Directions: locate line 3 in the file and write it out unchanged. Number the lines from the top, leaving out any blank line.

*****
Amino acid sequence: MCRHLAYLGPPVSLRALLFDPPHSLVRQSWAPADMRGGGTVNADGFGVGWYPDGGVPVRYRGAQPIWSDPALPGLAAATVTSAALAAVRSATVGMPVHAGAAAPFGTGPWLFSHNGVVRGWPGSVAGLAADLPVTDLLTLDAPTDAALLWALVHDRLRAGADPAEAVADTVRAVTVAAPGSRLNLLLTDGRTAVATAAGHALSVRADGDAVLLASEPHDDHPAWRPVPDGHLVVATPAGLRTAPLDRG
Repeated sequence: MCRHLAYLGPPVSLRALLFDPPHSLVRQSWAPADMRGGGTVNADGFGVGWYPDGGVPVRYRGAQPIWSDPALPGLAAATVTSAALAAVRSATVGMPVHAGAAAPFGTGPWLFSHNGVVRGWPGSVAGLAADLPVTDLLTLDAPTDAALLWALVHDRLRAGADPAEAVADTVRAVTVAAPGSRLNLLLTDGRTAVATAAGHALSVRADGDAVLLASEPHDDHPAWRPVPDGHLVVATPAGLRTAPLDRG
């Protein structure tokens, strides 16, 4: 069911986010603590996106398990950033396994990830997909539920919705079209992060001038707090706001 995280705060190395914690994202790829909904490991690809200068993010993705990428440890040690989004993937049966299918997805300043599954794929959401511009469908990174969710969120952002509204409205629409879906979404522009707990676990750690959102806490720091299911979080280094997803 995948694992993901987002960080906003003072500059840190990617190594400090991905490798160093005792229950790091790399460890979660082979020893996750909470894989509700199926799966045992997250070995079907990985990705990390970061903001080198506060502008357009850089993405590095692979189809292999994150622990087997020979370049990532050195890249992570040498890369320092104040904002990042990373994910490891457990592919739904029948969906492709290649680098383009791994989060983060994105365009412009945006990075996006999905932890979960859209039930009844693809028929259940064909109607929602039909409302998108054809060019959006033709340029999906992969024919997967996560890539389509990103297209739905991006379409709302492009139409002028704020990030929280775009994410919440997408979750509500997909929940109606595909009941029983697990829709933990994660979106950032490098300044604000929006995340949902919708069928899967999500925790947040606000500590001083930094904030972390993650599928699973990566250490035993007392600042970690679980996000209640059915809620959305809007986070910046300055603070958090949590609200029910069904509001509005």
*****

């Protein structure tokens, strides 16, 4: 069911986010603590996106398990950033396994990830997909539920919705079209992060001038707090706001 995280705060190395914690994202790829909904490991690809200068993010993705990428440890040690989004993937049966299918997805300043599954794929959401511009469908990174969710969120952002509204409205629409879906979404522009707990676990750690959102806490720091299911979080280094997803 995948694992993901987002960080906003003072500059840190990617190594400090991905490798160093005792229950790091790399460890979660082979020893996750909470894989509700199926799966045992997250070995079907990985990705990390970061903001080198506060502008357009850089993405590095692979189809292999994150622990087997020979370049990532050195890249992570040498890369320092104040904002990042990373994910490891457990592919739904029948969906492709290649680098383009791994989060983060994105365009412009945006990075996006999905932890979960859209039930009844693809028929259940064909109607929602039909409302998108054809060019959006033709340029999906992969024919997967996560890539389509990103297209739905991006379409709302492009139409002028704020990030929280775009994410919440997408979750509500997909929940109606595909009941029983697990829709933990994660979106950032490098300044604000929006995340949902919708069928899967999500925790947040606000500590001083930094904030972390993650599928699973990566250490035993007392600042970690679980996000209640059915809620959305809007986070910046300055603070958090949590609200029910069904509001509005």